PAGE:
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Andrzej Dąbrowski

Assistant Professor of Philosophy at the University of Information Technology and Management in Rzeszow.




Issue: ()

How Many Concepts of Intentionality?

Issue: 4:3 (The fifteenth issue)
The current discussion of the intentionality nature has become more sophisticated and complex. In this paper I will delineate a number of approaches to intentionality in contemporary philosophy: 1 mentalistic; 2 semantic / linguistic; 3 pragmatic; 4 somatic; 5 and naturalistic. Although philosophers identify and analyse many concepts of intentionality, from the author point of view, there is only one intentionality: mentalistic intentionality (conscious mental states are intentional). Furthermore, there are the pre-intentionality in the physical world and the meta-intentionality (or the derived intentionality) in the world of culture.

Preface: Reflections on Emotions

Issue: 5:3 (The nineteenth issue)
Preface to the special issue ‘Reflections on Emotions’. Many
academic disciplines have offered important explanations of various aspects of
emotion. In the Preface I try to present a wide range of research and stress that
study on emotions had its origins in philosophy.

Genesis and Nature of Moral and Legal Norms. Leon Petrażycki’s Naturalistic Solution

Issue: 7:3 (The twenty seventh issue)
The aim of the paper is to examine the nature of moral and legal norms in a
broader context: first, taking into account logical and methodological
assumptions, second, in the perspective of psychology of emotions and legal
policy. The basic subject of the research carried out by Leon Petrażycki was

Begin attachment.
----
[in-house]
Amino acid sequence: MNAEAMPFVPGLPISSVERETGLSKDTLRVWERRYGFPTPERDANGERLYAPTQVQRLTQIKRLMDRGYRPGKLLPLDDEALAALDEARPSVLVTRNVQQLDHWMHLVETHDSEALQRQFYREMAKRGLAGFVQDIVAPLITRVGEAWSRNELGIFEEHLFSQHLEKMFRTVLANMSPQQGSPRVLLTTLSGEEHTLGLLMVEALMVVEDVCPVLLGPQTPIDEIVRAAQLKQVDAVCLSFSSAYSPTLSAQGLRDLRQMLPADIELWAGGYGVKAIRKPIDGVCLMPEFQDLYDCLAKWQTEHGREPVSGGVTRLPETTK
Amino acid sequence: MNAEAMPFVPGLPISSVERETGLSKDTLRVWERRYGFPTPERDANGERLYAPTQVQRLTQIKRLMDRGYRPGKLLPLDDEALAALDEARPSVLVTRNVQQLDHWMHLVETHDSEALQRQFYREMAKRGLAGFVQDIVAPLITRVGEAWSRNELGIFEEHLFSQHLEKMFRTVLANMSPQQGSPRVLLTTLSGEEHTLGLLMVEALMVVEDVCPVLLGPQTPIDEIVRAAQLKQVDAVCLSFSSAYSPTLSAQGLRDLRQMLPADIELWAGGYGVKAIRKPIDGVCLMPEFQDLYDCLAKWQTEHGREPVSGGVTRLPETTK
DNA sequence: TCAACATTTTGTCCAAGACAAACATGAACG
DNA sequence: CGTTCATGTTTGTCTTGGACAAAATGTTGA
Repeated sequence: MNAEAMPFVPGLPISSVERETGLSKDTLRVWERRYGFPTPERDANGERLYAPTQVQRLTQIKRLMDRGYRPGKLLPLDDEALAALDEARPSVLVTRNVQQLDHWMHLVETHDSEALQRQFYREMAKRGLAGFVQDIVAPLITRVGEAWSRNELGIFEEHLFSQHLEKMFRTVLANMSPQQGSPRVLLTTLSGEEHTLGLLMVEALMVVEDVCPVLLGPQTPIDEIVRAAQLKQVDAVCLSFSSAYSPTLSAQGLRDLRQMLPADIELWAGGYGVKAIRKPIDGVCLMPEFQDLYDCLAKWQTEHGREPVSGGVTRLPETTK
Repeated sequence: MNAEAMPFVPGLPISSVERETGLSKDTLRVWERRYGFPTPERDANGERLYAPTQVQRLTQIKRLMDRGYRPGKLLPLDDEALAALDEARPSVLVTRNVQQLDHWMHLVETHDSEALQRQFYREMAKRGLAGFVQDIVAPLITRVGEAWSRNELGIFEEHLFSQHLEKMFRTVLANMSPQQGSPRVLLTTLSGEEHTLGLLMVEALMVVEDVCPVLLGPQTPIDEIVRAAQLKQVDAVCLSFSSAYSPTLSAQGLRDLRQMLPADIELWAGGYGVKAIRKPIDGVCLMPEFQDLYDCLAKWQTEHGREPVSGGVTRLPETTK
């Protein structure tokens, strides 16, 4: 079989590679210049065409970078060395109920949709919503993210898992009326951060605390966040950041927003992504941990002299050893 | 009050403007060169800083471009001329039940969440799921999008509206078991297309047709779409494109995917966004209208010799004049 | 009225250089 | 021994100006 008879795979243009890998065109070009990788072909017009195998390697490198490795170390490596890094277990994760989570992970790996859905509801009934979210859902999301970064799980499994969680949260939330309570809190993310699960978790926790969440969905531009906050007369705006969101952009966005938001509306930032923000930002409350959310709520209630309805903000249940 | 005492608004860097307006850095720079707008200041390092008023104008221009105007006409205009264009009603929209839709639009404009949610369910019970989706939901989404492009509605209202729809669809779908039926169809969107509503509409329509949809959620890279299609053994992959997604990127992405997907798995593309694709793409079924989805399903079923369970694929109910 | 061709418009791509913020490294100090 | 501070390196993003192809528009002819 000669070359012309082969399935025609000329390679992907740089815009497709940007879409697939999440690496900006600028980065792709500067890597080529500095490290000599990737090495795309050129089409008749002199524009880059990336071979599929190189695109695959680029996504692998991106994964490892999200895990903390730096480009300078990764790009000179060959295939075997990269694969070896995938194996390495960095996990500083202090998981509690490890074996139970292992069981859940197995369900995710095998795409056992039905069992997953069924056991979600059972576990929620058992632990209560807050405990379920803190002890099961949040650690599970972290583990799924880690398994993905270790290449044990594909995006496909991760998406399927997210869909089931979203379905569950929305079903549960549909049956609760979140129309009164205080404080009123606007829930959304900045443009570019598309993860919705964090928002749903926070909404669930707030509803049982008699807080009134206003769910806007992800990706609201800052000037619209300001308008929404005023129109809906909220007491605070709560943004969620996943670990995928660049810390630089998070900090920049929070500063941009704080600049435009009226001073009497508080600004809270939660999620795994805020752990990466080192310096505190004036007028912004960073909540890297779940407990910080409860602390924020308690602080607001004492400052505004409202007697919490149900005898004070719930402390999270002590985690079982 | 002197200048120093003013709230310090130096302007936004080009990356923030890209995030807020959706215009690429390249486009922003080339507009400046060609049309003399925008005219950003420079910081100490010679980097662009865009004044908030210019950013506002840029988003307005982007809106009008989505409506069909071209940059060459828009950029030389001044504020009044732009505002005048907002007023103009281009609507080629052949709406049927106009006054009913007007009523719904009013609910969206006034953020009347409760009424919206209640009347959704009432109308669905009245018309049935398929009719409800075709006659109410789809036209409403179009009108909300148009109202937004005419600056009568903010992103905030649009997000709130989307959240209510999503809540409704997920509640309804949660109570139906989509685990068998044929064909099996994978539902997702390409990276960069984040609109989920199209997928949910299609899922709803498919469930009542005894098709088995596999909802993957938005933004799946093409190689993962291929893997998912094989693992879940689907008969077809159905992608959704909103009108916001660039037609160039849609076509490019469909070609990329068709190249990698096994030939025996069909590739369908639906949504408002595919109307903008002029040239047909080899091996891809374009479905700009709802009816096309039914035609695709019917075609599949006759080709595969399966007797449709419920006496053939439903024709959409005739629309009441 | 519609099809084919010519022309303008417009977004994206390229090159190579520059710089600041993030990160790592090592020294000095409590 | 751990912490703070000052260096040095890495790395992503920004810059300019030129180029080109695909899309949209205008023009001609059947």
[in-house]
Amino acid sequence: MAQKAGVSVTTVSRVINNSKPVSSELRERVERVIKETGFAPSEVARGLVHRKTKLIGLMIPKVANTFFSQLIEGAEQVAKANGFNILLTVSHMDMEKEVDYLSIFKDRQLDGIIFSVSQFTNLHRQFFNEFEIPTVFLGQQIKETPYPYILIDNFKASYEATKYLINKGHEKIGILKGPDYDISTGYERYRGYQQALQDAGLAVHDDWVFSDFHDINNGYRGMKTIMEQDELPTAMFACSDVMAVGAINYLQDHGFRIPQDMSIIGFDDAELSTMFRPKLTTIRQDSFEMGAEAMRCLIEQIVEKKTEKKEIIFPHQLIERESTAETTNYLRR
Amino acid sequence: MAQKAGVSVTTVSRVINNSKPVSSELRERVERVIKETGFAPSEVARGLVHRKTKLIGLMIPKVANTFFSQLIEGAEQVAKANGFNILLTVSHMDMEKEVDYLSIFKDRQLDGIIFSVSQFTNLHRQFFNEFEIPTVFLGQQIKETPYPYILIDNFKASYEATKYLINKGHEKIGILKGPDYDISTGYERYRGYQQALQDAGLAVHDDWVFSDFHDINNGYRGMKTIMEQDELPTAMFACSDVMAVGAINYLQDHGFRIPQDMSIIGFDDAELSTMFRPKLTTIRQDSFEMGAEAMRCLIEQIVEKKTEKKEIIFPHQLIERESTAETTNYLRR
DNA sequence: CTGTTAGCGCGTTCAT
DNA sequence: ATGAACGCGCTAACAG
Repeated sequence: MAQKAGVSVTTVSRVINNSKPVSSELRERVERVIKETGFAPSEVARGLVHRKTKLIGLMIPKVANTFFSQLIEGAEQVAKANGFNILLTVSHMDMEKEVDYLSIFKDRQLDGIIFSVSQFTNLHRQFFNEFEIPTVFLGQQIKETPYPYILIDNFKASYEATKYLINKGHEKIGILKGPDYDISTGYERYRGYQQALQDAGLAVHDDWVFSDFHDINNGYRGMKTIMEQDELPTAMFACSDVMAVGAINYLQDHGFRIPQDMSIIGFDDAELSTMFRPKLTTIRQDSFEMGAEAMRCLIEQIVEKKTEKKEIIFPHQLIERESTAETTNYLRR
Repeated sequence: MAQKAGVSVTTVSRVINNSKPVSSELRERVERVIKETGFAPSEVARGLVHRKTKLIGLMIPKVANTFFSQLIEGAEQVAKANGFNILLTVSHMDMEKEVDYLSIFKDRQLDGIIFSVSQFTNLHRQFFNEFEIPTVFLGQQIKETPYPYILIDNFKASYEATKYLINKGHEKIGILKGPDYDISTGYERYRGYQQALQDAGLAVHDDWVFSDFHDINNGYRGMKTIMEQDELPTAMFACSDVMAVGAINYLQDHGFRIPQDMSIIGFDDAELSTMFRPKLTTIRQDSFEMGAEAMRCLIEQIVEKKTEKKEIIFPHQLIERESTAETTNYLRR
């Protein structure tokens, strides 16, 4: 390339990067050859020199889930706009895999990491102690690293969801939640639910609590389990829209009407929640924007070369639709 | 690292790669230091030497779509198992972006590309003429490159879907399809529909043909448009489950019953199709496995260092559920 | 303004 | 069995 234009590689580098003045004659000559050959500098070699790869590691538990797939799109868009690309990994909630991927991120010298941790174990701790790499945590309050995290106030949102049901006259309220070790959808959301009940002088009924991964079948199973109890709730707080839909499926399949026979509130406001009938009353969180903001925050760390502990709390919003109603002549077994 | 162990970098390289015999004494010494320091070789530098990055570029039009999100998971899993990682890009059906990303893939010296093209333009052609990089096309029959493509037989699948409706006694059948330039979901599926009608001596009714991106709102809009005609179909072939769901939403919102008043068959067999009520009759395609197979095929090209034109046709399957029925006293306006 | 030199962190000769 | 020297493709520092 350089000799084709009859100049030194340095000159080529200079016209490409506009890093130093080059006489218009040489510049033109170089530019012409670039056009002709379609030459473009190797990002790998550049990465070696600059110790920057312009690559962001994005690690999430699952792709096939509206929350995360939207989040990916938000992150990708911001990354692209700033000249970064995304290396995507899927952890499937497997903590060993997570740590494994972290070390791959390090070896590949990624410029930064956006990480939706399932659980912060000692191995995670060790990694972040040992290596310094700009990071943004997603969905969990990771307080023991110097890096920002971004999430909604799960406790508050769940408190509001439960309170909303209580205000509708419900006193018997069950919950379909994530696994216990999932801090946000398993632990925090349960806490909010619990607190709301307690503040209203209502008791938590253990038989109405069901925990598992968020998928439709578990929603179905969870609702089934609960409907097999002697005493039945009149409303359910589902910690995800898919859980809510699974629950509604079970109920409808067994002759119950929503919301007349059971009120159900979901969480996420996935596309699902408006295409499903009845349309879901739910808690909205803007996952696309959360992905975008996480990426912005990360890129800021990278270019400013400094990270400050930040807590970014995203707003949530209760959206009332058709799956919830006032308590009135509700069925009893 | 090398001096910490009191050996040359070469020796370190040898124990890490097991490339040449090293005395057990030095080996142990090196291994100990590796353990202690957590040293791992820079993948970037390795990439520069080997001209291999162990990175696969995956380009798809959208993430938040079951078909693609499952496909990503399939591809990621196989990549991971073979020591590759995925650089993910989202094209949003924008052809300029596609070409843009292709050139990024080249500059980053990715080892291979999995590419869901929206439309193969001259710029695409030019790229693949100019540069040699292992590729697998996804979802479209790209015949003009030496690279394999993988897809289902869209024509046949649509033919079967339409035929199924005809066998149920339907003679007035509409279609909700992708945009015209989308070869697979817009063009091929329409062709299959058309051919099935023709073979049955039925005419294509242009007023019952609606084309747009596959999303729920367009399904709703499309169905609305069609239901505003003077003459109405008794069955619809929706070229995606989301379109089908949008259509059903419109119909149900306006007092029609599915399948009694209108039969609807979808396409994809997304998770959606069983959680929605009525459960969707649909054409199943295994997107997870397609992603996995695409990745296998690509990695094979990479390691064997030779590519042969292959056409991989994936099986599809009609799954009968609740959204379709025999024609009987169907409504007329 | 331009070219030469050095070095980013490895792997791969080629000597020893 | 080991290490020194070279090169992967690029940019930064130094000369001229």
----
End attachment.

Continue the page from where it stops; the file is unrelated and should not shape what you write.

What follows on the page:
represented by law. Originally, it had a psychological character, not an
objective, eternal, and unchanging one. To fully understand the genesis and
nature of morality and law, Petrażycki addressed the study of mental
phenomena, especially emotional experiences. First, however, he developed
appropriate rules of logic and scientific methodology. Then he developed a
new classification of mental phenomena, among which the fundamental role is
played by bilateral (passive-active) emotions. At some stage, emotions begin
to cooperate with cognitive processes, first of all with imaginations.
Imaginations of acts, such as theft, betrayal, murder, can cause repulsive
emotions, and type imaginations, such as truthfulness, charity, justice can
evoke apulsive emotions. On the basis of such associations, judgments are
created over time, the content of which becomes a basis for fundamental rules
of conduct, that is, for norms. There are two fundamentally different types of
norms: moral norms and legal norms. The norms of the first type are
imperative and represent the nature of validity (they are obeyed), while the
norms of the second type are imperative-attributive and they also always entitle
someone to something, i.e. they give someone a right. This division determines
a fundamental difference between morality and law.